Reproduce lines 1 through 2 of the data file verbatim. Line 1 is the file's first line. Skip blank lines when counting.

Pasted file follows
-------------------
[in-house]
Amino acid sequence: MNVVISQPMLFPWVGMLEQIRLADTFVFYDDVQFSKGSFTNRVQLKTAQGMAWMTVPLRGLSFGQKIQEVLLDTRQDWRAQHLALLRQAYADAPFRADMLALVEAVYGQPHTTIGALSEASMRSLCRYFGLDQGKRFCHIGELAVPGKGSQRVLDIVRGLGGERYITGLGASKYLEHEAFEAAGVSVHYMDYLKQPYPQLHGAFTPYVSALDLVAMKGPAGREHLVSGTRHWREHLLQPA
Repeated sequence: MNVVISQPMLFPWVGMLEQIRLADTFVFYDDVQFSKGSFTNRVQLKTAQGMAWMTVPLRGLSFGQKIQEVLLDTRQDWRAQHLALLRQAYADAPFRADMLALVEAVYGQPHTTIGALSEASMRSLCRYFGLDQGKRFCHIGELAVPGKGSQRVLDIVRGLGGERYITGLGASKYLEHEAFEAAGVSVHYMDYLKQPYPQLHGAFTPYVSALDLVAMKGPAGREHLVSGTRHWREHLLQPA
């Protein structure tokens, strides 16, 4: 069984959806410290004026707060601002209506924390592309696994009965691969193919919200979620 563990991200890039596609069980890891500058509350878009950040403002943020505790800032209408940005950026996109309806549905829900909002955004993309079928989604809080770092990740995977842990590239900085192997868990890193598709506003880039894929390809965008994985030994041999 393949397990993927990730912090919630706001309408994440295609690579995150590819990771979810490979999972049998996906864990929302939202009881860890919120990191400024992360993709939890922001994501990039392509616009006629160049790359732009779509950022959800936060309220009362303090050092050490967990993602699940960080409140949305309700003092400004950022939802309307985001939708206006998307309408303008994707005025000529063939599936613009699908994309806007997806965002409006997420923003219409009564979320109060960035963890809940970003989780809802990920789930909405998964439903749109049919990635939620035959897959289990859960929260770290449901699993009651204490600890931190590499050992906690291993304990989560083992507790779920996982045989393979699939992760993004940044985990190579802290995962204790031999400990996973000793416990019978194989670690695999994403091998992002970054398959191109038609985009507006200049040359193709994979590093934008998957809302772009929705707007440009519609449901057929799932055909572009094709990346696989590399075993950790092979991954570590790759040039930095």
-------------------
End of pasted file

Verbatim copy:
[in-house]
Amino acid sequence: MNVVISQPMLFPWVGMLEQIRLADTFVFYDDVQFSKGSFTNRVQLKTAQGMAWMTVPLRGLSFGQKIQEVLLDTRQDWRAQHLALLRQAYADAPFRADMLALVEAVYGQPHTTIGALSEASMRSLCRYFGLDQGKRFCHIGELAVPGKGSQRVLDIVRGLGGERYITGLGASKYLEHEAFEAAGVSVHYMDYLKQPYPQLHGAFTPYVSALDLVAMKGPAGREHLVSGTRHWREHLLQPA